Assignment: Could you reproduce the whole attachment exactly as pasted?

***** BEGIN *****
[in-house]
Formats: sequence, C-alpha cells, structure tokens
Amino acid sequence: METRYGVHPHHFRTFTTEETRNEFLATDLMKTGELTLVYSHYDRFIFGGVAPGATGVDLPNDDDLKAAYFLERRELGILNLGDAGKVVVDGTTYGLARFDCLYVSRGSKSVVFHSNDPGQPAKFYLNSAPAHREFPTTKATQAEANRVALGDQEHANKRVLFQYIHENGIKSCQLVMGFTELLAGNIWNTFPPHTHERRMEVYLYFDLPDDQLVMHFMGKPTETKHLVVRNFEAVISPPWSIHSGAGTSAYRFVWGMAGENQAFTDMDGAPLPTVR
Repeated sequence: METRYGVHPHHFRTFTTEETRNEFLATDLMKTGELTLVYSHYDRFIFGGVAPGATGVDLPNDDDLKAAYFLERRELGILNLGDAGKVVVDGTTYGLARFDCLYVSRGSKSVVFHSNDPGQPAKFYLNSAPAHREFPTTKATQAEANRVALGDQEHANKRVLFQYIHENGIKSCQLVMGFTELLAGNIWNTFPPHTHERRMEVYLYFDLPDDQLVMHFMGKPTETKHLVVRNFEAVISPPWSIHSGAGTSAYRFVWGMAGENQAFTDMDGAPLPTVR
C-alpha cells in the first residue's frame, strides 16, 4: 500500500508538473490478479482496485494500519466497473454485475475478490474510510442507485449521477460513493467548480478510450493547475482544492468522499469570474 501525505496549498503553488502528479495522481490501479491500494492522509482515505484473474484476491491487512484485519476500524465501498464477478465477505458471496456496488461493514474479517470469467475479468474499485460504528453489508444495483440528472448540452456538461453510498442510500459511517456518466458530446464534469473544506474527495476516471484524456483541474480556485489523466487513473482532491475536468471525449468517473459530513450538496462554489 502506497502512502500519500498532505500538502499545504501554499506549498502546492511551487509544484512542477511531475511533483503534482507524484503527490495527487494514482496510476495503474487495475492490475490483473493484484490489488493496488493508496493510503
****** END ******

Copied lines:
[in-house]
Formats: sequence, C-alpha cells, structure tokens
Amino acid sequence: METRYGVHPHHFRTFTTEETRNEFLATDLMKTGELTLVYSHYDRFIFGGVAPGATGVDLPNDDDLKAAYFLERRELGILNLGDAGKVVVDGTTYGLARFDCLYVSRGSKSVVFHSNDPGQPAKFYLNSAPAHREFPTTKATQAEANRVALGDQEHANKRVLFQYIHENGIKSCQLVMGFTELLAGNIWNTFPPHTHERRMEVYLYFDLPDDQLVMHFMGKPTETKHLVVRNFEAVISPPWSIHSGAGTSAYRFVWGMAGENQAFTDMDGAPLPTVR
Repeated sequence: METRYGVHPHHFRTFTTEETRNEFLATDLMKTGELTLVYSHYDRFIFGGVAPGATGVDLPNDDDLKAAYFLERRELGILNLGDAGKVVVDGTTYGLARFDCLYVSRGSKSVVFHSNDPGQPAKFYLNSAPAHREFPTTKATQAEANRVALGDQEHANKRVLFQYIHENGIKSCQLVMGFTELLAGNIWNTFPPHTHERRMEVYLYFDLPDDQLVMHFMGKPTETKHLVVRNFEAVISPPWSIHSGAGTSAYRFVWGMAGENQAFTDMDGAPLPTVR
C-alpha cells in the first residue's frame, strides 16, 4: 500500500508538473490478479482496485494500519466497473454485475475478490474510510442507485449521477460513493467548480478510450493547475482544492468522499469570474 501525505496549498503553488502528479495522481490501479491500494492522509482515505484473474484476491491487512484485519476500524465501498464477478465477505458471496456496488461493514474479517470469467475479468474499485460504528453489508444495483440528472448540452456538461453510498442510500459511517456518466458530446464534469473544506474527495476516471484524456483541474480556485489523466487513473482532491475536468471525449468517473459530513450538496462554489 502506497502512502500519500498532505500538502499545504501554499506549498502546492511551487509544484512542477511531475511533483503534482507524484503527490495527487494514482496510476495503474487495475492490475490483473493484484490489488493496488493508496493510503